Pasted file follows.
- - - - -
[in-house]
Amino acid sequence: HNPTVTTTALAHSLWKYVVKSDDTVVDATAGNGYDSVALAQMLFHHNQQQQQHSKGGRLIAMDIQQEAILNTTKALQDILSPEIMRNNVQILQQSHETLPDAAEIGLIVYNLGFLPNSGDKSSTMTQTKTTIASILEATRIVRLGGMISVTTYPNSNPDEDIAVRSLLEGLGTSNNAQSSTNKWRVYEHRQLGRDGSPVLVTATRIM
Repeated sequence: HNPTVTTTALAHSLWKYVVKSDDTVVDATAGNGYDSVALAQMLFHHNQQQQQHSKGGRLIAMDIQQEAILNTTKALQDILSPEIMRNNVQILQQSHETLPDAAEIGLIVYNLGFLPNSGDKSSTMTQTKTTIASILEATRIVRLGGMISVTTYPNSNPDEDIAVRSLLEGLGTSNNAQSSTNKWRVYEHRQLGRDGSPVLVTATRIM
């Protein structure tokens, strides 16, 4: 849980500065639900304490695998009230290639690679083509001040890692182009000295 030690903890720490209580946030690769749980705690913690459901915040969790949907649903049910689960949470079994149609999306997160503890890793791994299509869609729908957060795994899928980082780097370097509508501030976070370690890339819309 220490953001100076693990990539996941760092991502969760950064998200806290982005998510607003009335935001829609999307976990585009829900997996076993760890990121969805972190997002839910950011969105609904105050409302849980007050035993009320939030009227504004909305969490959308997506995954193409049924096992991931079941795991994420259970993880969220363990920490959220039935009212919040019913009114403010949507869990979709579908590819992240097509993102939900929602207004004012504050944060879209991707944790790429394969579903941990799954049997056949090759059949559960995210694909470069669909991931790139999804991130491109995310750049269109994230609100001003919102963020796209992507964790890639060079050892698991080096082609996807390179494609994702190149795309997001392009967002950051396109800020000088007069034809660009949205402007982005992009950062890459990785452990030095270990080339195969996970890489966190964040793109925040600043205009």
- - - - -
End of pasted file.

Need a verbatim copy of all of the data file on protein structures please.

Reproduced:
[in-house]
Amino acid sequence: HNPTVTTTALAHSLWKYVVKSDDTVVDATAGNGYDSVALAQMLFHHNQQQQQHSKGGRLIAMDIQQEAILNTTKALQDILSPEIMRNNVQILQQSHETLPDAAEIGLIVYNLGFLPNSGDKSSTMTQTKTTIASILEATRIVRLGGMISVTTYPNSNPDEDIAVRSLLEGLGTSNNAQSSTNKWRVYEHRQLGRDGSPVLVTATRIM
Repeated sequence: HNPTVTTTALAHSLWKYVVKSDDTVVDATAGNGYDSVALAQMLFHHNQQQQQHSKGGRLIAMDIQQEAILNTTKALQDILSPEIMRNNVQILQQSHETLPDAAEIGLIVYNLGFLPNSGDKSSTMTQTKTTIASILEATRIVRLGGMISVTTYPNSNPDEDIAVRSLLEGLGTSNNAQSSTNKWRVYEHRQLGRDGSPVLVTATRIM
């Protein structure tokens, strides 16, 4: 849980500065639900304490695998009230290639690679083509001040890692182009000295 030690903890720490209580946030690769749980705690913690459901915040969790949907649903049910689960949470079994149609999306997160503890890793791994299509869609729908957060795994899928980082780097370097509508501030976070370690890339819309 220490953001100076693990990539996941760092991502969760950064998200806290982005998510607003009335935001829609999307976990585009829900997996076993760890990121969805972190997002839910950011969105609904105050409302849980007050035993009320939030009227504004909305969490959308997506995954193409049924096992991931079941795991994420259970993880969220363990920490959220039935009212919040019913009114403010949507869990979709579908590819992240097509993102939900929602207004004012504050944060879209991707944790790429394969579903941990799954049997056949090759059949559960995210694909470069669909991931790139999804991130491109995310750049269109994230609100001003919102963020796209992507964790890639060079050892698991080096082609996807390179494609994702190149795309997001392009967002950051396109800020000088007069034809660009949205402007982005992009950062890459990785452990030095270990080339195969996970890489966190964040793109925040600043205009």